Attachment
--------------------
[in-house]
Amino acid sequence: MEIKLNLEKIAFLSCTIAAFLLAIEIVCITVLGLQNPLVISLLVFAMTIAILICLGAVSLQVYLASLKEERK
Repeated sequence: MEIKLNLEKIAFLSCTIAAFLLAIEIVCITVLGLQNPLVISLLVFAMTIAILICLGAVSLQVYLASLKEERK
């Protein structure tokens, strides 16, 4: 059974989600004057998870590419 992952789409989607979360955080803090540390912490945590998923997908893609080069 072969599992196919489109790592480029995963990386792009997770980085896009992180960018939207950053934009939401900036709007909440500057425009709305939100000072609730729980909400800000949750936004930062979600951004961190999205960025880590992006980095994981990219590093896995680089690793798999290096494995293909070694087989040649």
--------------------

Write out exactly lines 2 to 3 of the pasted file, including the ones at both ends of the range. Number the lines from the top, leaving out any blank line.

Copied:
Amino acid sequence: MEIKLNLEKIAFLSCTIAAFLLAIEIVCITVLGLQNPLVISLLVFAMTIAILICLGAVSLQVYLASLKEERK
Repeated sequence: MEIKLNLEKIAFLSCTIAAFLLAIEIVCITVLGLQNPLVISLLVFAMTIAILICLGAVSLQVYLASLKEERK